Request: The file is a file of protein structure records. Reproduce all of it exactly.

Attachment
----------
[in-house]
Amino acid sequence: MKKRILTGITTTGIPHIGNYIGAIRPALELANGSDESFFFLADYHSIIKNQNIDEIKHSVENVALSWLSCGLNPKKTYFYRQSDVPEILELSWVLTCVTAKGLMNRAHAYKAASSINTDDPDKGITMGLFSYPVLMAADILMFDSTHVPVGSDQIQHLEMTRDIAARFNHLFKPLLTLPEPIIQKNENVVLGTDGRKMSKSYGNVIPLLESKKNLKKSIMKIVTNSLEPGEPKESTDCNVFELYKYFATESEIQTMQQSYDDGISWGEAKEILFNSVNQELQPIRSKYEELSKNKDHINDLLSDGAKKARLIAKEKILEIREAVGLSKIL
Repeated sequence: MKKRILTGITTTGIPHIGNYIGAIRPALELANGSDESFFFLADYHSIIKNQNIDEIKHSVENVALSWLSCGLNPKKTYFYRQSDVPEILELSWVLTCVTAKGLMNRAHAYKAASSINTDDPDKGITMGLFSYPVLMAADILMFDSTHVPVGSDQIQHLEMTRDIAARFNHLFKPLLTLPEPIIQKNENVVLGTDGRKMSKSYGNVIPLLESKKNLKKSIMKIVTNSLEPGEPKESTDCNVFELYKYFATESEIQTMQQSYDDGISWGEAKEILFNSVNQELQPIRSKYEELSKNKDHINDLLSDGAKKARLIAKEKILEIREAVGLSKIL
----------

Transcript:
[in-house]
Amino acid sequence: MKKRILTGITTTGIPHIGNYIGAIRPALELANGSDESFFFLADYHSIIKNQNIDEIKHSVENVALSWLSCGLNPKKTYFYRQSDVPEILELSWVLTCVTAKGLMNRAHAYKAASSINTDDPDKGITMGLFSYPVLMAADILMFDSTHVPVGSDQIQHLEMTRDIAARFNHLFKPLLTLPEPIIQKNENVVLGTDGRKMSKSYGNVIPLLESKKNLKKSIMKIVTNSLEPGEPKESTDCNVFELYKYFATESEIQTMQQSYDDGISWGEAKEILFNSVNQELQPIRSKYEELSKNKDHINDLLSDGAKKARLIAKEKILEIREAVGLSKIL
Repeated sequence: MKKRILTGITTTGIPHIGNYIGAIRPALELANGSDESFFFLADYHSIIKNQNIDEIKHSVENVALSWLSCGLNPKKTYFYRQSDVPEILELSWVLTCVTAKGLMNRAHAYKAASSINTDDPDKGITMGLFSYPVLMAADILMFDSTHVPVGSDQIQHLEMTRDIAARFNHLFKPLLTLPEPIIQKNENVVLGTDGRKMSKSYGNVIPLLESKKNLKKSIMKIVTNSLEPGEPKESTDCNVFELYKYFATESEIQTMQQSYDDGISWGEAKEILFNSVNQELQPIRSKYEELSKNKDHINDLLSDGAKKARLIAKEKILEIREAVGLSKIL